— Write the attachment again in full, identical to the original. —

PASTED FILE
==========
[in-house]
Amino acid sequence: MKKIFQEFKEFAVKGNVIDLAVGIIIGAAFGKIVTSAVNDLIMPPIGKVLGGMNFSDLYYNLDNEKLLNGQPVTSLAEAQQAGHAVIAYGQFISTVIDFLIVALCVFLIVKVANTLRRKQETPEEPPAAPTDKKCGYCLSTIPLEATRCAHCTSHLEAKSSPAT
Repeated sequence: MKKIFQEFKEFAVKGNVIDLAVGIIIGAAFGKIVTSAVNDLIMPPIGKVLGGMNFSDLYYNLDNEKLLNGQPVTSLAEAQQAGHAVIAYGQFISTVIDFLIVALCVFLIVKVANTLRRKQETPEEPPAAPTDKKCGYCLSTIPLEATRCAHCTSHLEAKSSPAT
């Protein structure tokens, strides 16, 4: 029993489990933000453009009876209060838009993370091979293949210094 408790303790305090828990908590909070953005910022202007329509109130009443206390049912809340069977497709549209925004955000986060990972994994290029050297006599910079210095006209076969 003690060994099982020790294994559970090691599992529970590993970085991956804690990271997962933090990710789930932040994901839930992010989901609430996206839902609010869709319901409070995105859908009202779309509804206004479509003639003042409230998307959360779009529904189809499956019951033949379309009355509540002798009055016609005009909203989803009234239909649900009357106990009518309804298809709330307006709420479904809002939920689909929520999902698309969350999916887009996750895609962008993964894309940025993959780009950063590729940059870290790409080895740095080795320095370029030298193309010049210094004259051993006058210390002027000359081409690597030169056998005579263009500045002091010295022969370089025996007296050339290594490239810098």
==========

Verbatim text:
[in-house]
Amino acid sequence: MKKIFQEFKEFAVKGNVIDLAVGIIIGAAFGKIVTSAVNDLIMPPIGKVLGGMNFSDLYYNLDNEKLLNGQPVTSLAEAQQAGHAVIAYGQFISTVIDFLIVALCVFLIVKVANTLRRKQETPEEPPAAPTDKKCGYCLSTIPLEATRCAHCTSHLEAKSSPAT
Repeated sequence: MKKIFQEFKEFAVKGNVIDLAVGIIIGAAFGKIVTSAVNDLIMPPIGKVLGGMNFSDLYYNLDNEKLLNGQPVTSLAEAQQAGHAVIAYGQFISTVIDFLIVALCVFLIVKVANTLRRKQETPEEPPAAPTDKKCGYCLSTIPLEATRCAHCTSHLEAKSSPAT
């Protein structure tokens, strides 16, 4: 029993489990933000453009009876209060838009993370091979293949210094 408790303790305090828990908590909070953005910022202007329509109130009443206390049912809340069977497709549209925004955000986060990972994994290029050297006599910079210095006209076969 003690060994099982020790294994559970090691599992529970590993970085991956804690990271997962933090990710789930932040994901839930992010989901609430996206839902609010869709319901409070995105859908009202779309509804206004479509003639003042409230998307959360779009529904189809499956019951033949379309009355509540002798009055016609005009909203989803009234239909649900009357106990009518309804298809709330307006709420479904809002939920689909929520999902698309969350999916887009996750895609962008993964894309940025993959780009950063590729940059870290790409080895740095080795320095370029030298193309010049210094004259051993006058210390002027000359081409690597030169056998005579263009500045002091010295022969370089025996007296050339290594490239810098």